• Carl

    The United States is more than a democracy experiment. It is also an experiment for the viability of peaceful, prosperous co-existence between the diversified peoples of the world seamlessly working together as one species. I believe that if the human species is going to survive it will need to form a global government one day. Currently, it appears that the United States and European models of representative democracy gives the world the best opportunity for Global conflict resolution, with equitable shared resources and wealth under a global government body. Though that form may change, change without violence is the basic point of democracy. Democracy may take different forms in a peaceful future world united and we all should scrutinize them with an open, but an intelligent, and, most of all, compassionate mind.

    I’m not sure how many political divisions or “parties” the world may need, but considering the very premise of democracy, I would think that it most important that partisan gerrymandering be eliminated as soon as possible within this American experiment.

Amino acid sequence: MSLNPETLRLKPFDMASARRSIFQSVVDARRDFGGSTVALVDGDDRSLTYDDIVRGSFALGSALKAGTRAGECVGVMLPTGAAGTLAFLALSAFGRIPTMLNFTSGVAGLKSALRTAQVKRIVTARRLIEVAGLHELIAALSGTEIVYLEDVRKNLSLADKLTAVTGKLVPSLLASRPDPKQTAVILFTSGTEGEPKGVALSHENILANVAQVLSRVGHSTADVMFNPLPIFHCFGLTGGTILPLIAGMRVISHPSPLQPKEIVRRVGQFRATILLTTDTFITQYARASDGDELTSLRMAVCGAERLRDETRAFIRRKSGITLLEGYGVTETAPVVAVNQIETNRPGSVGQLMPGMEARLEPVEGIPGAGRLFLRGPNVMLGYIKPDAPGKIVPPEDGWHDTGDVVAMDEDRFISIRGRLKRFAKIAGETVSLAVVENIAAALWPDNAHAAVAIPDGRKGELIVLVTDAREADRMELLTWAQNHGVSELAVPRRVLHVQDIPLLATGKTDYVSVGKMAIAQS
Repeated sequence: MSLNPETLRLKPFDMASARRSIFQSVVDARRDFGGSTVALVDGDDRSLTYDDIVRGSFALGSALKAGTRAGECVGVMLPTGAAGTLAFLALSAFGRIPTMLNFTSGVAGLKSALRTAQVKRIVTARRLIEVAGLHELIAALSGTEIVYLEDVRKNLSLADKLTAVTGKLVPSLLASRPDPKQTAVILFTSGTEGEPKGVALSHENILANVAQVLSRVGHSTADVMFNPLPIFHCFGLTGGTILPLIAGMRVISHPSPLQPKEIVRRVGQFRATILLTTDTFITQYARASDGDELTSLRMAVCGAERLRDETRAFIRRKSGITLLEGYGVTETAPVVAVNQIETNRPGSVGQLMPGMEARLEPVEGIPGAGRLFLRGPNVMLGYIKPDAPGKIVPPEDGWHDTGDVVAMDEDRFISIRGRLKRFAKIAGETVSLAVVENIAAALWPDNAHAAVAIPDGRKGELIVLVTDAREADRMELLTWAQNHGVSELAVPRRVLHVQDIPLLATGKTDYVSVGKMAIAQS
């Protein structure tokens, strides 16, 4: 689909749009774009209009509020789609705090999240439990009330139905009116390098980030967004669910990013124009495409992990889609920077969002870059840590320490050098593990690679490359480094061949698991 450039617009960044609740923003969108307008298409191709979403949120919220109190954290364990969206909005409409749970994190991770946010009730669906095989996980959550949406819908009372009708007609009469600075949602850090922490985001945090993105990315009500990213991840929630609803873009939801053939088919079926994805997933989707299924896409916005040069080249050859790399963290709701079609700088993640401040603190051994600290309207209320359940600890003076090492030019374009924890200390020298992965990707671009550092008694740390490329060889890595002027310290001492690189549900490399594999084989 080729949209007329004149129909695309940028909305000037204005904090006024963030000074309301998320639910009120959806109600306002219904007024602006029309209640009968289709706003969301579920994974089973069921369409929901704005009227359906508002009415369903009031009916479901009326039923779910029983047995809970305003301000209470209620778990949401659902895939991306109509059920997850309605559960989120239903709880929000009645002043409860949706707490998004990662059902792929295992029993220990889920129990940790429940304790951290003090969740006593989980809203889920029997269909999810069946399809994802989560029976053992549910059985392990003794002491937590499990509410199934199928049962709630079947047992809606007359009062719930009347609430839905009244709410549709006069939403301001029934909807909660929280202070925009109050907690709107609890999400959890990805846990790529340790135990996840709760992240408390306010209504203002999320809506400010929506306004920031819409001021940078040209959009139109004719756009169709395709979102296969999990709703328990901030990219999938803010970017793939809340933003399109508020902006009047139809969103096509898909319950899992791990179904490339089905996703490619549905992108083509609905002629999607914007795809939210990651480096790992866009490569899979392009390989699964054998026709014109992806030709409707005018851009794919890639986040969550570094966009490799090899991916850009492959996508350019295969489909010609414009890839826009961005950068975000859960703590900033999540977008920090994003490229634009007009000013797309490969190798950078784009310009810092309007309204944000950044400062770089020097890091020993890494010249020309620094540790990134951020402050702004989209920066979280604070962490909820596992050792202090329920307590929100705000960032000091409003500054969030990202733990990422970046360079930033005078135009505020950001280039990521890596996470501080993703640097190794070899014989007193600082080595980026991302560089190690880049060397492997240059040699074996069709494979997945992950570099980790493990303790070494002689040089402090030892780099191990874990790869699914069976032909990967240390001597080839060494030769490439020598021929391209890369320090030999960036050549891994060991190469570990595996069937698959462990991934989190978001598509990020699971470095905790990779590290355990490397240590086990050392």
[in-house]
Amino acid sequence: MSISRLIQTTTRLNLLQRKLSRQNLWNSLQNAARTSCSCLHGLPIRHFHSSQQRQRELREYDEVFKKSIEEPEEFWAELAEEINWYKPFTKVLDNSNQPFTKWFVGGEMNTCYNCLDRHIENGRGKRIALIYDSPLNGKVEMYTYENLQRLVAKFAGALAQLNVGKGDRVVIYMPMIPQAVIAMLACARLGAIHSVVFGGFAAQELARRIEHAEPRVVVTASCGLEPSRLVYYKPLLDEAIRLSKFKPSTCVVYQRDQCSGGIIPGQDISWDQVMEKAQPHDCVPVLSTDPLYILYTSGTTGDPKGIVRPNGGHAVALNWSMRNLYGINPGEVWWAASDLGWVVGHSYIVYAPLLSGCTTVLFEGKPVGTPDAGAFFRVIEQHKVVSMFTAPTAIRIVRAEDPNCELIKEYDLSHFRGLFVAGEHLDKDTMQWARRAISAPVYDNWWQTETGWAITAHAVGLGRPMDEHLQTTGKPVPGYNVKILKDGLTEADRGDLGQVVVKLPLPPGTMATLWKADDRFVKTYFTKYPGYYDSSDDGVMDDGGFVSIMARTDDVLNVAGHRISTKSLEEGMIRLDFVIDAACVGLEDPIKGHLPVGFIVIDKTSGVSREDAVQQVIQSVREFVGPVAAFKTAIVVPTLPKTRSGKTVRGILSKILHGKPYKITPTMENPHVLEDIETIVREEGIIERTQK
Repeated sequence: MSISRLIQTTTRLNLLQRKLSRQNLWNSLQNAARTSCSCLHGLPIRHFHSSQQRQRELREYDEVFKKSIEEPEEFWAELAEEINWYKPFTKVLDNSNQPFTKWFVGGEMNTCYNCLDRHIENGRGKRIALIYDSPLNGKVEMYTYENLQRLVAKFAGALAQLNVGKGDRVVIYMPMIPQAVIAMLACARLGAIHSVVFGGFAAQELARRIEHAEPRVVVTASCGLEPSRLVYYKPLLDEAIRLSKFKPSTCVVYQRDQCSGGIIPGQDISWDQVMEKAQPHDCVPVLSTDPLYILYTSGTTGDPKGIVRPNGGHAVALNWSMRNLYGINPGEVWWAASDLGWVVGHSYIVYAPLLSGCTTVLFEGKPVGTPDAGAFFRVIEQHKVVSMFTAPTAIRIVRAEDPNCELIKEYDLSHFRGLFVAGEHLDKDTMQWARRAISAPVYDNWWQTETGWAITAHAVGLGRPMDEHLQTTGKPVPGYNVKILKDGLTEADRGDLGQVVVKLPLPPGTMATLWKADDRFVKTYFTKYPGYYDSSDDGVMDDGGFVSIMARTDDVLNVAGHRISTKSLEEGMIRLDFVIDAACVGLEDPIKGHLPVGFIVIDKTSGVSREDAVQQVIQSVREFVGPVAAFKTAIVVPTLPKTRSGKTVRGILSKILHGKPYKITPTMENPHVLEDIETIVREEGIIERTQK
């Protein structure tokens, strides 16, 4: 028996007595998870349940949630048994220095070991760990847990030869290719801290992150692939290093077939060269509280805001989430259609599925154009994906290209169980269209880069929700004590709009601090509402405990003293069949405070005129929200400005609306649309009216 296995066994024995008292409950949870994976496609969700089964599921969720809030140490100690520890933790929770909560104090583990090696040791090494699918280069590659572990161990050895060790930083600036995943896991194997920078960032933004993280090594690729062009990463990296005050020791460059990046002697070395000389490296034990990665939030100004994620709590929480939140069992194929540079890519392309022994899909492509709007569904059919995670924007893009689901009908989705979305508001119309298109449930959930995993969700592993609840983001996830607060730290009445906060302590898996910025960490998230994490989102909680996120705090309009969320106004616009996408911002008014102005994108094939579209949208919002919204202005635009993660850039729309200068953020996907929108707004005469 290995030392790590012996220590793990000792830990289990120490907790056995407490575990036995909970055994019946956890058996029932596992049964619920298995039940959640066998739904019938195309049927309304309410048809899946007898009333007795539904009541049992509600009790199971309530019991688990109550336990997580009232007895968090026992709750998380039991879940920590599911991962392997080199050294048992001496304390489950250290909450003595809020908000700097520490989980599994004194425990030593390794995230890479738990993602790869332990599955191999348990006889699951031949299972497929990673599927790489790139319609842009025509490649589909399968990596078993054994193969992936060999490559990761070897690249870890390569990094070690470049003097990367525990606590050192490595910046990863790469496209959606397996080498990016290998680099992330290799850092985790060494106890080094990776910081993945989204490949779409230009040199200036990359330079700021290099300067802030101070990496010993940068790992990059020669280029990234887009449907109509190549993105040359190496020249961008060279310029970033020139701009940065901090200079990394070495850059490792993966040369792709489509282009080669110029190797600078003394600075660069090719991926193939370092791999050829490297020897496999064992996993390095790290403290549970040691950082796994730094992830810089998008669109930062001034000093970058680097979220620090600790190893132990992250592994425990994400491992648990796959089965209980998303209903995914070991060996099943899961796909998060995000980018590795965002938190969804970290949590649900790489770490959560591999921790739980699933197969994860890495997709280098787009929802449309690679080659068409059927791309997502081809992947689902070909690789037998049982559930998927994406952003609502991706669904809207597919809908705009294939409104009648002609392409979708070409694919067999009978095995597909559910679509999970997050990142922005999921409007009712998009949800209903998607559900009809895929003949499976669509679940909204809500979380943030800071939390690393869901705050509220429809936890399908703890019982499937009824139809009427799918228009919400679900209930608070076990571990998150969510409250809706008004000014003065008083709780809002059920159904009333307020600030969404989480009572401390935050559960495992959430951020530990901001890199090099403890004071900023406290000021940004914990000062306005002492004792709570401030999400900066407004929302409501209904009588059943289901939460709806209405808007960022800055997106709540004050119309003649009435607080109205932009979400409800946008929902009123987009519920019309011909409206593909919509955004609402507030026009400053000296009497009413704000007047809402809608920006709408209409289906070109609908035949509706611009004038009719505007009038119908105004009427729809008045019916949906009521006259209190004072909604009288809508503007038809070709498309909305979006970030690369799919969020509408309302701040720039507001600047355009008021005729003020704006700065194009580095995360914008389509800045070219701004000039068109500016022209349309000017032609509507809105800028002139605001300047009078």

• sheknows

    The Republicans didn’t just show disregard, they showed disdain for minorities and women who are second class citizens to the white, predominantly christian, male dominated, 200 year old ideology of their party. They just don’t GET it, and worse.. don’t want to.
    Perhaps they will form a “new” Republican party now that they are forced to consider that they are no longer the ruling class, but in all likeliness still be rooted in their “core” beliefs.
    There is always room for various political ideas from numerous sources. Since we are a melting pot of those ideas, other parties would be a welcomed change from the two party system we now struggle with. Being too conservative vs too liberal is not the only way to go.

  • zusa1

    “Both women and young people also want to keep government out of people’s bedrooms, allowing unfettered access to contraception and with less resistance for women’s right to choose. And funding for Planned Parenthood clinics should be continued for women’s health and contraception, though the federal government does not have to pay for any abortions that are performed.”

    The problem with this is that money is fungible. This is certainly an area where dem’s could concede. Please consider: If people don’t want government in their bedroom, should their bedroom be in government’s wallet? Certainly for the peace of the nation, private funding should be pursued.